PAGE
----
9 takeaways from Jan. 6 committee hearing: Al Gore, Mike Pence met history test Trump flunked
Trump’s pressure campaign on Pence, who will travel to Chicago on Monday to deliver a major speech on the economy at the University Club of Chicago, was the focus of the Jan. 6 committee’s third hearing Thursday.
WASHINGTON — Following the brutal 2000 Florida recount and the Supreme Court ruling in Bush vs. Gore, when the day came, then-Vice President Al Gore, presiding over the Senate, gaveled through the electoral vote count making his presidential defeat final.
There was never any question that a vice president had the power to change the outcome of a presidential election, even when his own fate was in the balance. Gore could not do it in 2000; nor could then-Vice President Mike Pence in 2020, even under pressure from President Donald Trump, who was being fed spurious legal theories, which, if true, would let Vice President Kamala Harris pick the winner in 2024.
Trump’s pressure campaign on Pence, who will visit Chicago on Monday to deliver a major speech on the economy at the University Club of Chicago, was the focus of the Jan. 6 committee’s third hearing Thursday. The witnesses were Greg Jacob, former Pence counsel, and retired federal appeals court judge Michael Luttig, who was an informal Pence adviser.
Gore, whose concession was never in question after the Supreme Court ruled, and Pence, who never wavered in carrying out his duty to certify the election, met the test of history Trump flunked.
1. PENCE IN ILLINOIS: Trump is flirting with a 2024 run as the Jan. 6 hearings are building a case he may have committed crimes in trying to deny President Joe Biden’s victory. That has not stopped Pence and others from testing the 2024 presidential waters. Pence has two stops in Illinois on Monday — his economic speech downtown and, later in Peoria, where he keynotes a major Illinois GOP event, the Peoria and Tazewell County Republican Central Committees joint Lincoln Day dinner.
In Chicago, Pence will have a chance to bash the Biden administration as it struggles with record inflation and soaring gas prices.
2. TRUMP LAWYER EASTMAN AT THE CENTER OF THE SCHEME: The hearing threw a spotlight on attorney John Eastman, whose influence over Trump grew as Trump embraced his legal theories about Pence having the power to reject the electoral votes from some states. Eric Herschmann, a lawyer advising Trump, testified in a video deposition he said to Eastman, “Are you out of your ‘f-ing’ mind” in rejecting his legal strategies. Herschmann also advised him to find a criminal defense lawyer.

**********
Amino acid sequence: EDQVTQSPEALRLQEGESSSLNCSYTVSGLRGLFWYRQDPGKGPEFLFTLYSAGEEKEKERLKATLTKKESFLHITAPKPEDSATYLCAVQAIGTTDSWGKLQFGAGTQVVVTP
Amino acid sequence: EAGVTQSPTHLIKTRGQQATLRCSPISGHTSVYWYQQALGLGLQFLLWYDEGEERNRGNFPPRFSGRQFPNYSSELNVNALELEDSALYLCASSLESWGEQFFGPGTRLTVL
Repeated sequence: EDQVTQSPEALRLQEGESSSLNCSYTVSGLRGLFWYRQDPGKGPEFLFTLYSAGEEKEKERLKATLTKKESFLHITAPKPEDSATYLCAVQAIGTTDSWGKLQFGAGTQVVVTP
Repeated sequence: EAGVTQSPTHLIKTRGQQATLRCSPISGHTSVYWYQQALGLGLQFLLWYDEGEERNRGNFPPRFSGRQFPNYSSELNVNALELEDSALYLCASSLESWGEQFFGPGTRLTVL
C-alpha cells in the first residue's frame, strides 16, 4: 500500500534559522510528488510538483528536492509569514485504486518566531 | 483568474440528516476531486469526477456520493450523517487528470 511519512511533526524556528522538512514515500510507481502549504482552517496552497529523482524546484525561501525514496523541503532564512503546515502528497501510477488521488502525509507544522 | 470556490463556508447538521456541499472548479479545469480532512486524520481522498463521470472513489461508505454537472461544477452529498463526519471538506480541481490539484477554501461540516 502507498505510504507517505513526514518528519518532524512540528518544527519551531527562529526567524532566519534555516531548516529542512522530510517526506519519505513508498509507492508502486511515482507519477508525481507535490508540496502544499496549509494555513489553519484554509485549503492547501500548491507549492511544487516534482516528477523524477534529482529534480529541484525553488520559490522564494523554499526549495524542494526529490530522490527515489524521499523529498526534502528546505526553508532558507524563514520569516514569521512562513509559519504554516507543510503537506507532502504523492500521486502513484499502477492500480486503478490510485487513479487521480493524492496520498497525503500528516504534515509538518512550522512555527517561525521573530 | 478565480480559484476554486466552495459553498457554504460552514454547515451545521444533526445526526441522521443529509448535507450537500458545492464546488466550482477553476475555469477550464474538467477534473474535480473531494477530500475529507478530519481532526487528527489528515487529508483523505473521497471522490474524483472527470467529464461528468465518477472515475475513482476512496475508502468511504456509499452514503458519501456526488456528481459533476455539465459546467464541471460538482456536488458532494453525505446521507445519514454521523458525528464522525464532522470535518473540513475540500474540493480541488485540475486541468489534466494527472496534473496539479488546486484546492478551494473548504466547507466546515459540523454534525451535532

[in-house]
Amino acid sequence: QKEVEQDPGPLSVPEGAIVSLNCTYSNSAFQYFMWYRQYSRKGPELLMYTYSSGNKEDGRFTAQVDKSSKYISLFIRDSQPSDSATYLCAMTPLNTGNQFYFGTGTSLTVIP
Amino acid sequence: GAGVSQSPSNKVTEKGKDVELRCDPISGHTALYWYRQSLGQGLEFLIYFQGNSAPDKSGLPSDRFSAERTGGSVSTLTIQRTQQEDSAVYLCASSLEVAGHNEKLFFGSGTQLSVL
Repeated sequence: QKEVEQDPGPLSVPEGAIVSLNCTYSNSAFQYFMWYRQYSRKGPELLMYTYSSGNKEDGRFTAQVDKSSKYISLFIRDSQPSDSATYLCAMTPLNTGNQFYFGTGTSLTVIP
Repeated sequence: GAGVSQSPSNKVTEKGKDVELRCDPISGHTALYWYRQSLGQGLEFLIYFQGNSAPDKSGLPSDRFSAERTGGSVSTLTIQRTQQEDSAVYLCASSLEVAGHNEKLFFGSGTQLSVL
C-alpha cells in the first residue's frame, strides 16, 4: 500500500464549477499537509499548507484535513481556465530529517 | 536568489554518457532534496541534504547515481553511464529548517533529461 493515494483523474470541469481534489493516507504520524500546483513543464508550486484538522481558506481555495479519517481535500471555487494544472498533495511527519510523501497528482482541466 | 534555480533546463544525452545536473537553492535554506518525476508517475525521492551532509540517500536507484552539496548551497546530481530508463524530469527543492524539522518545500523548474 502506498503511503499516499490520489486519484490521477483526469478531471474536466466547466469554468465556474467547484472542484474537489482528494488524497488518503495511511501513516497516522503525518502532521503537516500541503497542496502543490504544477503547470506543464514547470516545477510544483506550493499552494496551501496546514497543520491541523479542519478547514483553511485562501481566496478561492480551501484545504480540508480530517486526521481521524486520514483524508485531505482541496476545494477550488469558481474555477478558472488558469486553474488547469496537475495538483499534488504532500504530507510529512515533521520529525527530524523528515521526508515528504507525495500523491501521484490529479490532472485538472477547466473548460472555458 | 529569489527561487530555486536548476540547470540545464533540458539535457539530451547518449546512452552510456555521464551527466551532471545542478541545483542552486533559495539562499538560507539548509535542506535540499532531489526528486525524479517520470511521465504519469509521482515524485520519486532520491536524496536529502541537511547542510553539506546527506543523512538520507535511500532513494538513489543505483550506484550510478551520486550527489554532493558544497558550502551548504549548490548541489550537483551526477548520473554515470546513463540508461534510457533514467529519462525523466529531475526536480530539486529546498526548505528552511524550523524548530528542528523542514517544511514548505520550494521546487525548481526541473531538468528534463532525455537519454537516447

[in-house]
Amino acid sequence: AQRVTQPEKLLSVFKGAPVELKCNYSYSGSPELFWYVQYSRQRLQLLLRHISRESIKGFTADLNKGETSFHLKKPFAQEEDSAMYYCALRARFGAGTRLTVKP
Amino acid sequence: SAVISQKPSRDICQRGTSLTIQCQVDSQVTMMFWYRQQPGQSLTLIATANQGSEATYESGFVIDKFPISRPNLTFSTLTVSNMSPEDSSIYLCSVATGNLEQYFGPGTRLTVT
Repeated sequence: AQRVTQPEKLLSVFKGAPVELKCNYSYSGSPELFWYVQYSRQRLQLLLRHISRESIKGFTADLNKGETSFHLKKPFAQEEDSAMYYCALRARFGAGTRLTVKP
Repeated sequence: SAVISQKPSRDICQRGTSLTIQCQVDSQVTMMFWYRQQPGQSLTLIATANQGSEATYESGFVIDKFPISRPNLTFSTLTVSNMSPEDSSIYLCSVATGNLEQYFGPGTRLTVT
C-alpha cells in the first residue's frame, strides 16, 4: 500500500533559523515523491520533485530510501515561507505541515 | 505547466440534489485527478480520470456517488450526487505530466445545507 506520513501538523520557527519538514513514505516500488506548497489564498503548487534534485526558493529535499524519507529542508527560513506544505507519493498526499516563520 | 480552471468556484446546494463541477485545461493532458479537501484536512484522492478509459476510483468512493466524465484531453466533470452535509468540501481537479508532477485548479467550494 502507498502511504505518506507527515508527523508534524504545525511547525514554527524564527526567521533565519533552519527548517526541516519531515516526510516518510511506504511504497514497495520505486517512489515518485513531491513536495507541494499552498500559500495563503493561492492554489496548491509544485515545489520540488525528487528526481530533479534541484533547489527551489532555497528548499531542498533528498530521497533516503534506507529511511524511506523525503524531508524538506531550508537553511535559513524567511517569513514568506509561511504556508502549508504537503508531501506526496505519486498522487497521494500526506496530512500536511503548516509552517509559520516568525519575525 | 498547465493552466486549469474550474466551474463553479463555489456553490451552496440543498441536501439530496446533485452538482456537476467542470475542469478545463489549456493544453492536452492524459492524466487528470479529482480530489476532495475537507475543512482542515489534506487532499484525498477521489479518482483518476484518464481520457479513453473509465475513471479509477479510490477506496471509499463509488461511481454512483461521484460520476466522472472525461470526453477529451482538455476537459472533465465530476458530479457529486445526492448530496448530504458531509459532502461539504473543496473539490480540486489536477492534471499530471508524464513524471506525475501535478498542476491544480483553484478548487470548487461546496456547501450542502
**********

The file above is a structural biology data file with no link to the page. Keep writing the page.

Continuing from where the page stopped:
Herschmann also warned, if the election was reversed, “You’re going to cause riots in the streets.”
3. NEWS: EASTMAN SOUGHT PARDON: Committee member Rep. Pete Aguilar, D-Calif., revealed Eastman pled the fifth some 100 times during his deposition and asked to be on Trump’s “pardon list.”
4. CHILLING: Video of the mob at the Capitol chanting “hang Mike Pence.”
5. THREAT TO DEMOCRACY: The hearing showed how close Trump may have come to overturning the election, if not for Pence’s determination to resist the man who made him vice president. Committee Chair Rep. Bennie Thompson, D-Miss., thanked Pence for “saving” our democracy and, looking ahead, noted, “The danger has not receded.”
6. UNIVERSITY OF CHICAGO CONNECTION: Eastman is a 1995 graduate of the University of Chicago Law School, and Jacob was a member of the class of 1999. The U of C law school connection was the subject of some banter at the hearing.
7. HISTORY LESSON: Jacob offered this perspective about the role of a vice president when it came to what had been seen as a mostly ceremonial role of certifying the electoral votes before a joint session of Congress: No vice president in 230 years claimed they had the authority to change the outcome. And consider this: If a vice president had the power Eastman and Trump claimed, why has it not been used before?
Jacob, asked Pence’s reaction when told of the theory he could decide the election, replied, Pence’s “first instinct was there was no way that any one person, particularly the vice president who is on the ticket and has a vested interest in the outcome in the election, could possibly have the authority to decide it.”
8. KEY QUOTE: Committee vice-chair Rep. Liz Cheney, R-Wy., said, “Frankly, there is no idea more un-American than the notion that any one person can choose the American president. What the president wanted the vice president to do was not just wrong — it was illegal and unconstitutional.”
9. A SOUNDBITE: Luttig said pushing the legal notion that Pence could overturn the 2020 election results by gaming the Electoral College was “constitutional mischief.”